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Breaking down barriers for women in tech

Naomi See

Naomi See is committed to helping and supporting women in tech, mainly because of all the messages she got along the way saying tech was a path she couldn’t or shouldn’t pursue.

Naomi is a software analyst at West Corporation, where she has worked on everything from interactive voice recording software to automating internal processes and building mobile apps.

She is one of three organizers of this Saturday’s Django Girls workshop at Agape Red, along with Anna Ossowski and Sandi Barr. Naomi is also involved with Project 18, a movement to make Omaha the most tech-friendly city for women in the country.

Naomi says it is important to talk about the various barriers women in tech face. She says she began running into them at an early age.

“I was really interested in tech. I used to take computers apart, I would break OS systems on a regular basis, to figure things out and try to understand,” she remembers. “When I was young, I got told a lot that I shouldn’t. Any kind of interest I showed [in tech], I was just kind of shuffled on to something else,” she says.

She remembers a turning point, working at a job where she says her employers were condescending.

“I don’t want my intelligence challenged by these executives who don’t even know who I am,” she remembers thinking. “So I was like, I need to get to school.”

 

A tough place to break into tech

Naomi went on to get Associate’s and Bachelor’s degrees, and took the Java Specialization course at Interface Web School.

Despite her educational experience, she says Omaha was and still can be a tough place to break into tech. She says employers here tend to be less open to candidates without computer science degrees and multiple years of experience.

“It’s hard to get in that funnel if you are not going the traditional path,” she says. “It’s difficult when you meet people who have gone through a more traditional path and have their own career, they certainly have had their own struggles. But they don’t necessarily understand the struggle of literally not thinking you can do it, and then making the struggle to do it mid-life. It’s a different story to tell. I want to tell that story, and I want to help women to do that.”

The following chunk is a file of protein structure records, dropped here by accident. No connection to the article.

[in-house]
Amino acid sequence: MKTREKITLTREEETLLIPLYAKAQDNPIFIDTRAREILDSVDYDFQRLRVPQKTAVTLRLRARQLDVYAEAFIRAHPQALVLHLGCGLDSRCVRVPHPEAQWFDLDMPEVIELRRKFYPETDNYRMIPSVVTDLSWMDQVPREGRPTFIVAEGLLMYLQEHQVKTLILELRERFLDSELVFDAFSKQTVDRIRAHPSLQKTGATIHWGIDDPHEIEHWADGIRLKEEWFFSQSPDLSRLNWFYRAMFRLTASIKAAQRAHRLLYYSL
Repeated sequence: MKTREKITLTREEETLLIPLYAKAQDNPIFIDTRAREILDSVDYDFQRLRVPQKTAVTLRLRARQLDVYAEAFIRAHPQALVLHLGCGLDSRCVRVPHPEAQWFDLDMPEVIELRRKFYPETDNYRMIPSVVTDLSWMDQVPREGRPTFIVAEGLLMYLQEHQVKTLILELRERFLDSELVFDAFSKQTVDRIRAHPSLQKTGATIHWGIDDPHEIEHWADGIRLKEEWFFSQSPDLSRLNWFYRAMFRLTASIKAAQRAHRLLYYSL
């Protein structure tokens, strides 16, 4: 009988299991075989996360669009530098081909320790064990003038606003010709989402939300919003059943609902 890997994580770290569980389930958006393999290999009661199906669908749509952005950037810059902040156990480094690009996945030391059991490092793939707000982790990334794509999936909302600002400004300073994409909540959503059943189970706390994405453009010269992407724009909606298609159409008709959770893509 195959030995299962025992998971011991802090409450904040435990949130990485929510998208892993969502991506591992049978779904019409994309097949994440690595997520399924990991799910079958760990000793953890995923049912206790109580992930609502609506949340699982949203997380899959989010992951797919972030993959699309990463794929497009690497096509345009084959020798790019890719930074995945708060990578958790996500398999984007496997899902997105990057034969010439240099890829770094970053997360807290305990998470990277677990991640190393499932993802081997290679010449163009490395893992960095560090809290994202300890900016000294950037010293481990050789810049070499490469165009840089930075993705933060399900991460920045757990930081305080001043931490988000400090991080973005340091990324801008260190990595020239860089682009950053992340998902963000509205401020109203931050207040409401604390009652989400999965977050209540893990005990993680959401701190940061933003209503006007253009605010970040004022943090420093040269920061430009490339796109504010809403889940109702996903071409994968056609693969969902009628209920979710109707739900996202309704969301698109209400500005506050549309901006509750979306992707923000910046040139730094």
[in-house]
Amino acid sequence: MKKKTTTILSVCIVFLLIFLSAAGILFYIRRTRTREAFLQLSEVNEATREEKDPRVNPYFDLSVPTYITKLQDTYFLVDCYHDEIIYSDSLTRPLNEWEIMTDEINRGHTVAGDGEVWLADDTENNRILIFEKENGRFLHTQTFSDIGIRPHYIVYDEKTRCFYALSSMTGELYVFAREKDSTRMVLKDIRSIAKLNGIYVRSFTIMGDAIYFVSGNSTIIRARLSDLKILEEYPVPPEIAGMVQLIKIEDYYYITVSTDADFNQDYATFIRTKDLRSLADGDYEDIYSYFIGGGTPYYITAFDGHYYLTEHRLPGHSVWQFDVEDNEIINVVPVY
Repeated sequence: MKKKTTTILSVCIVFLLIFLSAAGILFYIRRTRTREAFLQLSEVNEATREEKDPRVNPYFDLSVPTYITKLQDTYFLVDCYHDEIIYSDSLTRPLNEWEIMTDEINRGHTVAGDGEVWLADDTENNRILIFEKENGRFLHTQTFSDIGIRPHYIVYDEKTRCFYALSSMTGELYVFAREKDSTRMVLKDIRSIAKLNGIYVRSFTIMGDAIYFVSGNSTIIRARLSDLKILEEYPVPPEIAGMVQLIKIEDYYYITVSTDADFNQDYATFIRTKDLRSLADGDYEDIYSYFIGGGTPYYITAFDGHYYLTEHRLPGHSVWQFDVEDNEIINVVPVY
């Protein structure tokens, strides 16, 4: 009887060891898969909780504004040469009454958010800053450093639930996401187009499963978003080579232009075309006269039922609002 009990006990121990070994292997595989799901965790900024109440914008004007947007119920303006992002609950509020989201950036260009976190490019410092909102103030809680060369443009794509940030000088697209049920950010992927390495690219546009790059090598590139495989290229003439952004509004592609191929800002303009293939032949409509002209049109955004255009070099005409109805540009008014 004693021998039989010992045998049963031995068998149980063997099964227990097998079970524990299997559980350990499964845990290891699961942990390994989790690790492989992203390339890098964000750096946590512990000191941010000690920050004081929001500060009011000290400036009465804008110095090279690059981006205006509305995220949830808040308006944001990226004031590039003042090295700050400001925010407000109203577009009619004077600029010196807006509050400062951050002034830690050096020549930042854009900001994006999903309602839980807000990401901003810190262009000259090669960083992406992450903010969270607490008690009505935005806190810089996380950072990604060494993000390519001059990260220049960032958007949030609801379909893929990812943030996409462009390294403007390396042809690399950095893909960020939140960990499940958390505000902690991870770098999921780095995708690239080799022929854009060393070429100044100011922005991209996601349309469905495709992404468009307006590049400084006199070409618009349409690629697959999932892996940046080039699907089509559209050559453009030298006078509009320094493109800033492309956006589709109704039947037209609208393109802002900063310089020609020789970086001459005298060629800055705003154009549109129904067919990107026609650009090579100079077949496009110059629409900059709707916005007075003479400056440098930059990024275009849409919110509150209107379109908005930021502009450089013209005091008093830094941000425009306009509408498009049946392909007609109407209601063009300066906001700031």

Now, Naomi feels driven to share her experiences with people who want to shift gears. She says connecting with others in the tech community is crucial.

“Jump into the community as quick as you can. Find people who are willing to help you and latch on to them. It’s good to have people in the community who have been there, done that, who can not necessarily say ‘no, no, no,’ but can kind of guide you,” she says.

Naomi hopes the Django Girls workshop gives participants a taste of the power and creativity that comes with learning to code.

“I hope their interests are piqued and I hope they continue. The program has some additional learning steps after the class,” she says.

Related links: Project 18 Omaha | Django Girls Omaha | Tech Omaha

She is excited about the momentum of Project 18.

“What made me get involved in Project 18 is that I went to the second meeting and there were 50-plus people there. 50-plus people willing to do something. And that was huge for me,” she says.

Her goal is to have honest conversations about the hurdles women in tech face. She says when women approach her about getting into the field, her first question is, why?

“I also want to be very honest with them, this is going to be hard. This is going to take a lot of commitment, you are going to have to make sacrifices,” she says. “You have to go into it with a plan.”

But with enough hard work, she says a career can go any number of directions.

“You don’t necessarily have to work for a corporation. If you are motivated enough and you have the ability and the time, you can do your own thing,” she says.

Naomi says it’s all about helping people get to know and connect with each other, and build each other up.

“The stories of what women are experiencing haven’t been said enough. People have been shamed into thinking they can’t or shouldn’t share their stories,” she says. “I feel like that is a lot of what I experience in the Midwest, is a lot of ‘Nebraska Nice’ — don’t say anything negative. And it’s not necessarily negative, it’s the truth.The truth needs to be said in order for change to occur.”